Is Juicing a Healthy Habit? January 13 2016

 

A lot of people are juicing for health because they think it’s a great way to jump-start their weight loss. However, what you might not know can not only stop your weight loss, it can make you sick. Juicing may provide some nutrients, but it could also be doing a number on your blood sugar levels, which stops weight loss dead in its tracks, causing your body to store excess fat around your stomach, hips, and thighs. Storing this excess fat makes it even harder to lose weight in the long run.

Here's a letter I received:

"My fiancée and I have been losing 1 pound a day on your plan for the last two weeks. We started juicing, thinking it would be good for us. We make fresh juice using a variety of fruits and vegetables; including cucumbers, carrots, kale, spinach, celery, apples, and mangos. We drink 16 ounces every 3–4 hours throughout the day, followed by a healthy dinner. But after the first day, our weight loss stopped, and we were wondering if the fresh juice might be causing blood sugar spikes. We're concerned that this might not be a healthy habit and could be the reason we are hungry all the time." — John A 

Yes, you guessed it. When people start juicing, they assume it’s all good, and they tend to take an "all in" approach. They don’t think about the fact that they are juicing several quarts of fresh juice daily, and most of the time they consume only one healthy meal a day. This couple's concern is right on target—Juicing elevated their blood sugar levels that stopped their weight loss.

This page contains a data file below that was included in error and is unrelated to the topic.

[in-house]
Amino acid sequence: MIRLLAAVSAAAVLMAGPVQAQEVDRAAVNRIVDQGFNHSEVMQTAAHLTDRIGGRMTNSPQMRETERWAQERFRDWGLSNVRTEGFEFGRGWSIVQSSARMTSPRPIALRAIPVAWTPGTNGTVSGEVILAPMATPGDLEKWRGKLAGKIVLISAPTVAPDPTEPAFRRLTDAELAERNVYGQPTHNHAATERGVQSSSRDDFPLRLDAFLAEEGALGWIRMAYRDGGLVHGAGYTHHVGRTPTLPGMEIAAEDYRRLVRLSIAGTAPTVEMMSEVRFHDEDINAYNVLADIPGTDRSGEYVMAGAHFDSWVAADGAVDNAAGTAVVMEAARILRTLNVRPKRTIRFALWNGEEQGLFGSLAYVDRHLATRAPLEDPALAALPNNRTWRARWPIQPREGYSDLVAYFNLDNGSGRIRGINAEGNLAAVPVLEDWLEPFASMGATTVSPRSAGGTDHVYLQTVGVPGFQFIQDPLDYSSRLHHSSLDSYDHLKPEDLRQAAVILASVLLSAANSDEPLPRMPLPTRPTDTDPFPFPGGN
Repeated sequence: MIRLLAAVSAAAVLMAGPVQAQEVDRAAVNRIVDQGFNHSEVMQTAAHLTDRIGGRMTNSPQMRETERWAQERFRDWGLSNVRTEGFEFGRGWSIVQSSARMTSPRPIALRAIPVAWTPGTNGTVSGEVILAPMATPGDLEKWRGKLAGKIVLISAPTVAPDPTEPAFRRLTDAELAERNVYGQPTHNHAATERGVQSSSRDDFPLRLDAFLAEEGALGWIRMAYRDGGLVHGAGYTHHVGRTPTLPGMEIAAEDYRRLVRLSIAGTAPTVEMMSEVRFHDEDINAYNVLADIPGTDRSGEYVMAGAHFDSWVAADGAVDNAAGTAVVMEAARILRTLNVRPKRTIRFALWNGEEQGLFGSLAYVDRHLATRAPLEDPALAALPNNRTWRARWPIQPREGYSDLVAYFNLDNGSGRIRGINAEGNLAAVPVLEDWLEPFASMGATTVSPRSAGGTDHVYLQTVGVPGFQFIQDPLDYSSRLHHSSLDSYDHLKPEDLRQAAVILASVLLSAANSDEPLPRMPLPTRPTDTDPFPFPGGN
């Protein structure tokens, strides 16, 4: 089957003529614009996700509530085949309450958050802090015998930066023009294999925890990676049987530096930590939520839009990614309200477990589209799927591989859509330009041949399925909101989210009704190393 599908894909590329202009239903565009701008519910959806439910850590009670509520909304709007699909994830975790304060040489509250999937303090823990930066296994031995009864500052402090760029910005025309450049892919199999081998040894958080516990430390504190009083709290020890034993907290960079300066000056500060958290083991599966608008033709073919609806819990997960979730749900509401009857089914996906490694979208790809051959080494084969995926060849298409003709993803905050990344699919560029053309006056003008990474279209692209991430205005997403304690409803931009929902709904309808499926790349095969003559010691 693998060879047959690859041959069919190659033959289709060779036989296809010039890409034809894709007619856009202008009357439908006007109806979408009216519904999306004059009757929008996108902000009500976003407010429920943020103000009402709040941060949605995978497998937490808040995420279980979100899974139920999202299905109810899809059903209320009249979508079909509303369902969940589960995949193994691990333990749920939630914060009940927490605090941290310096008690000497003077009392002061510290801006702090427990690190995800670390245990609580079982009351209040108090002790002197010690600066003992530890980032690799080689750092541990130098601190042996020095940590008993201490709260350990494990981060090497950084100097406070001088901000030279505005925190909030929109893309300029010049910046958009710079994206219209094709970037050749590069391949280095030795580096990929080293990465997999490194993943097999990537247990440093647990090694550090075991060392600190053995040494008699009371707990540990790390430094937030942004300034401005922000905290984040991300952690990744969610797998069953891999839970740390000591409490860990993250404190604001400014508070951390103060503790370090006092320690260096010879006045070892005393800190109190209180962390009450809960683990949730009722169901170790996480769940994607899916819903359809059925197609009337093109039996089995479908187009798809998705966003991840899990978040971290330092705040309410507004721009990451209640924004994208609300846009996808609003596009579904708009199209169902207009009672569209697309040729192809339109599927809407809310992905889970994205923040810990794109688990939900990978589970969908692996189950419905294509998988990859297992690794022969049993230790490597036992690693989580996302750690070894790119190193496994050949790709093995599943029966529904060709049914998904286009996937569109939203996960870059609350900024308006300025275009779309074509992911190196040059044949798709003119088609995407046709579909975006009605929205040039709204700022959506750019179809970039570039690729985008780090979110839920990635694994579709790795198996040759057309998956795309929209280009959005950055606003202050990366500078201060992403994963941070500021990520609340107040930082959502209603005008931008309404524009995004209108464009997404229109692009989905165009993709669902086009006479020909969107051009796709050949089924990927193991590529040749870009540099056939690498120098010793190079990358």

If you've ever juiced before, you know that it takes several pounds of produce to produce 16 ounces of juice. That’s why we think juicing is such a healthy habit. We all know that eating our vegetables is good for us, and most of us fall short of the recommended intake, which is five vegetables per day and 2–3 fruits, making juicing seem like the perfect solution. But is it? 

When you juice, you are getting the nutritional equivalent of at least a dozen servings of fruits and vegetables in every glass. The problem is that juicing also concentrates the natural sugars in fruits and vegetables while separating out all the fiber that would normally slow the absorption of sugars. If you drink the juice all by itself, those sugars will be quickly absorbed into your bloodstream causing your insulin levels to skyrocket. The insulin spike gives you that sugar high, but it’s not good for melting fat or losing weight.

Want to know how much sugar is in that so-called healthy juice you’re drinking?

Check out the table below of the eight most popular fruits and vegetables used for juicing. It will show you how much of each it takes to make 16 ounces of juice, as well as how much sugar that amount contains. 

Believe it or not, it takes between 2–3 pounds of produce to make 16 ounces of juice. The sugar content varies quite a bit. Fruit is the highest, of course, followed by high sugar vegetables like beets and carrots. Green vegetables are certainly the lowest. The sugar content of your mixed juice depends on what combination of fruits and veggies you select. Keep in mind that not all of that sugar will end up in the juice. Some will be left behind, along with the fiber in the pulp. Approximately 75 percent of the sugar will make it into the juice.

Fruit comparison chart 

Does fresh juice raise blood sugar levels as much as drinking soda?

Yes. If your juice contains all of the typical fruits and vegetables most commonly used (such as the clients above), in roughly equal amounts. Taking into account the fact that some of the sugar will be left behind in the pulp, we could guess that each 16-ounce serving would have about 38 grams of sugar, which is the amount in a 12-ounce can of Coca-Cola. The problem is your fat cells, glucose receptors, and pancreas cannot distinguish between the sugars in juice and the sugars in soda.